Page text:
From Examples 1 to 4 of the application as filed it follows that by the reaction of an amine with paraformaldehyde, hydrogen chloride, glyoxal and an amine 1,3-disubstituted imidazolium salts may be prepared in a simple one step process when the amine is isopropylamine (Example 1), propylamine (Example 2), a mixture of methylamine and propylamine (Example 3) or p-toluidine (Example 4).
Since claim 1 encompasses any process for preparing 1,3-disubstituted imidazolium salts wherein R1, R2, R4 and R5 are hydrocarbyl or substituted hydrocarbyl and since it has not been made plausible that the claimed process could be conducted for preparing any of those 1,3-disubstituted imidazolium salts, the Examining Division contested that the desired technical effect is obtained over the complete scope of the claimed process.
However, the Board cannot follow this argumentation, because the processes as defined in claim 1 only relate to such processes where 1,3-disubstituted imidazolium salts are effectively formed. In view of this requirement processes wherein 1,3-disubstituted imidazolium salts may not be formed, due, for example, to substituents on the hydrocarbyl group interfering with the cyclisation reaction, cannot be regarded as being encompassed by the subject-matter defined in claim 1.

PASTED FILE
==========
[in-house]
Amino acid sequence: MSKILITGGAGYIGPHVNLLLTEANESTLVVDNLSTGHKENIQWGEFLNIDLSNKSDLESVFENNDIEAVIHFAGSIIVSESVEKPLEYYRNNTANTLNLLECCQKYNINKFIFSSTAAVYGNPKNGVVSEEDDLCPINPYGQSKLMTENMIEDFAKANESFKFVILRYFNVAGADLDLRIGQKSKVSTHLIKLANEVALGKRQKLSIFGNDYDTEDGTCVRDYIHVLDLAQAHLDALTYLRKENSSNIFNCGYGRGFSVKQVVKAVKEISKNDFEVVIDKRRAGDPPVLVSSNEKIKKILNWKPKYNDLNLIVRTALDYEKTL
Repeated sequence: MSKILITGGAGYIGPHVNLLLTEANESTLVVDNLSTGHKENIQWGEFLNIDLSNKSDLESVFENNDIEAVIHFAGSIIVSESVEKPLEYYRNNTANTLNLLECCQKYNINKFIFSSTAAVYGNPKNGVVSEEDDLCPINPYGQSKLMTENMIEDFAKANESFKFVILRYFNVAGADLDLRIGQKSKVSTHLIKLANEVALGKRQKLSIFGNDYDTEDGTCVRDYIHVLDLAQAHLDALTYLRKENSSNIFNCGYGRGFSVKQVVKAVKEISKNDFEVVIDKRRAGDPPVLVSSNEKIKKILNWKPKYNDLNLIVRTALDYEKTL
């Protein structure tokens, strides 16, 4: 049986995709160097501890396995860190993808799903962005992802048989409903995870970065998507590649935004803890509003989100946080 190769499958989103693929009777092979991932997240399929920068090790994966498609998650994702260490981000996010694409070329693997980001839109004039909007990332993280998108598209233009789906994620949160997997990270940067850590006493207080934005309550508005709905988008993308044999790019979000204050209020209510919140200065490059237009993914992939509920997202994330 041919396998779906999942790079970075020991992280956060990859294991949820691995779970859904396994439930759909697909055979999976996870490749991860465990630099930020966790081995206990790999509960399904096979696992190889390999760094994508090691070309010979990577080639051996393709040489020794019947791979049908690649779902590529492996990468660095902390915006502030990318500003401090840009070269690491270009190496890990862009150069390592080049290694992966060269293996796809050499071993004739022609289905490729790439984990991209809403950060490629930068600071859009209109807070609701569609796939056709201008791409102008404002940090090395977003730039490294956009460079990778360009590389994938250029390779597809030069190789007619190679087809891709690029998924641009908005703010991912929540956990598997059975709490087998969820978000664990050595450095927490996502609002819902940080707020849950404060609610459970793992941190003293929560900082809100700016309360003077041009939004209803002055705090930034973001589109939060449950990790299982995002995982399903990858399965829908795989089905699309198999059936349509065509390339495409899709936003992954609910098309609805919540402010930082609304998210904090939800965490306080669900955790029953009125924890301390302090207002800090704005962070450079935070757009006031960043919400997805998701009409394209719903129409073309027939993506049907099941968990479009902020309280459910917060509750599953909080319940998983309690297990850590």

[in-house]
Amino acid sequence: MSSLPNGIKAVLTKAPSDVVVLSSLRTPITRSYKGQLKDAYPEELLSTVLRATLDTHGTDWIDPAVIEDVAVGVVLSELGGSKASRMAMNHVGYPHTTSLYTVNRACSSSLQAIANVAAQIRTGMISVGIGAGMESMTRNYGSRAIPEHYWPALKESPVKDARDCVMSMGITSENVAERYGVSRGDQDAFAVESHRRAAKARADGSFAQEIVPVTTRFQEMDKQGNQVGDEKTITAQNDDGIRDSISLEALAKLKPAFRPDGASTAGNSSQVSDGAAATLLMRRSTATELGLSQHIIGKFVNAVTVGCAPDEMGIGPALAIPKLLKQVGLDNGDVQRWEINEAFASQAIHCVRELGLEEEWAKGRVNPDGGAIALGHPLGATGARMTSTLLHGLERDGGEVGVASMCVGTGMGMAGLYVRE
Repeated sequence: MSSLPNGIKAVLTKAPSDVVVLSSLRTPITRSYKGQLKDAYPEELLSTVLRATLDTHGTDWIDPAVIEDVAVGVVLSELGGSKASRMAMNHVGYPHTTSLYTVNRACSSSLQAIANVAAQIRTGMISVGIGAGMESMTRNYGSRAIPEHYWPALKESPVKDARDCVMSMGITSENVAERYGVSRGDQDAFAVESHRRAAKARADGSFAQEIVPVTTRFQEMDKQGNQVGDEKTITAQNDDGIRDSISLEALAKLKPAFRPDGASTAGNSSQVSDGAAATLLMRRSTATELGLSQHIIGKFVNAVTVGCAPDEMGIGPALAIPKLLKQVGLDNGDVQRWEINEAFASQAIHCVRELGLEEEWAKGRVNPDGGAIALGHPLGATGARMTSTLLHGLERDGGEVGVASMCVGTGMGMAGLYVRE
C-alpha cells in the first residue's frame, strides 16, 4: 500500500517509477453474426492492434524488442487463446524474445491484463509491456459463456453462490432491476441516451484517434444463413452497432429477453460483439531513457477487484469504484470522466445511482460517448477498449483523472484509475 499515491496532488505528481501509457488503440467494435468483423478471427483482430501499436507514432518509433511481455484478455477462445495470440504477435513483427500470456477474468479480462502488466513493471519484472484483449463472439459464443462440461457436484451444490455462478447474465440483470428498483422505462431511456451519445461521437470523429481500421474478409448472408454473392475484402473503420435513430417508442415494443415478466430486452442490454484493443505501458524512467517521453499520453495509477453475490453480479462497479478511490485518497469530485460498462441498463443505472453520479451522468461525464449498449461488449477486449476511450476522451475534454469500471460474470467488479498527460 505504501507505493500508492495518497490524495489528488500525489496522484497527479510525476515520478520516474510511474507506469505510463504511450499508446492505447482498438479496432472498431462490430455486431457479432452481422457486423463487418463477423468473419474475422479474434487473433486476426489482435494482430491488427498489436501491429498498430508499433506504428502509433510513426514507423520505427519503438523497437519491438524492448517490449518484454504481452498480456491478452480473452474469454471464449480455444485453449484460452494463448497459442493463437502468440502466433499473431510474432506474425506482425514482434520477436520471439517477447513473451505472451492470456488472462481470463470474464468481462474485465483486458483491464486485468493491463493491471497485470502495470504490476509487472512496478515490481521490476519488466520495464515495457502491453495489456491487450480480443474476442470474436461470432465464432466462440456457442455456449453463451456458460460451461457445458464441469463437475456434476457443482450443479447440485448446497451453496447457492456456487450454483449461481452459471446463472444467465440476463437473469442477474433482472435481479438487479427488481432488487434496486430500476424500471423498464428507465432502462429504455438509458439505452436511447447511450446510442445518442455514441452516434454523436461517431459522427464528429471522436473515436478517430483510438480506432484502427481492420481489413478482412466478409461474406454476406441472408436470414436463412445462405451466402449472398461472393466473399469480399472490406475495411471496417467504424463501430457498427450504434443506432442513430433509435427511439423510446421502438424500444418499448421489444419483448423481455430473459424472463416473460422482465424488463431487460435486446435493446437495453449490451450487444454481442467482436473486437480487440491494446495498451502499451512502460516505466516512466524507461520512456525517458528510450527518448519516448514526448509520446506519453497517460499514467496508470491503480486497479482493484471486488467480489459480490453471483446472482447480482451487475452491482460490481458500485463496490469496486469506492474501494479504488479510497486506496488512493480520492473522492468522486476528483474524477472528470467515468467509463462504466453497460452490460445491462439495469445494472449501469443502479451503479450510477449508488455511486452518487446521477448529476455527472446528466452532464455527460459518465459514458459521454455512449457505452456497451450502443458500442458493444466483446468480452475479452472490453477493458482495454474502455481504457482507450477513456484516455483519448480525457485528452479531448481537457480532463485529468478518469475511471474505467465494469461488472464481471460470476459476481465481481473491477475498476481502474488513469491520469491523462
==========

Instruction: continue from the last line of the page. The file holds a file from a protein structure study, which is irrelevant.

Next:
In this respect, decision T 939/92, cited by the Appellant, is not relevant, since that decision concerns the principle that a technical effect which justifies the choice of the claimed compounds must be one which can be fairly assumed to be produced by substantially all the chosen compounds, whereas in the present case the technical effect of preparing 1,3-disubstituted imidazolium salts is necessarily achieved by any process falling under claim 1, since claim 1 is restricted to those processes in which 1,3-disubstituted imidazolium salts are effectively obtained.
Therefore, considering the processes described in Examples 1 to 4 of the application as filed, the Board has no reason to challenge that a credible case has been put forward that with the claimed process the problem underlying the invention has effectively been solved.
2.5.5. Therefore, it remains to be decided, whether in the light of the teachings of the cited documents a skilled person seeking to solve the above-mentioned problem would have arrived at the claimed process in an obvious way.
As document (2) only describes a method for preparing 1,3-dimethylimidazolium iodide by reacting 1-methylimidazole with methyl iodide, without mentioning the possibility of preparing imidazolium salts by a cyclisation reaction, the process of claim 1 as the solution to the above stated problem is not obviously derivable therefrom.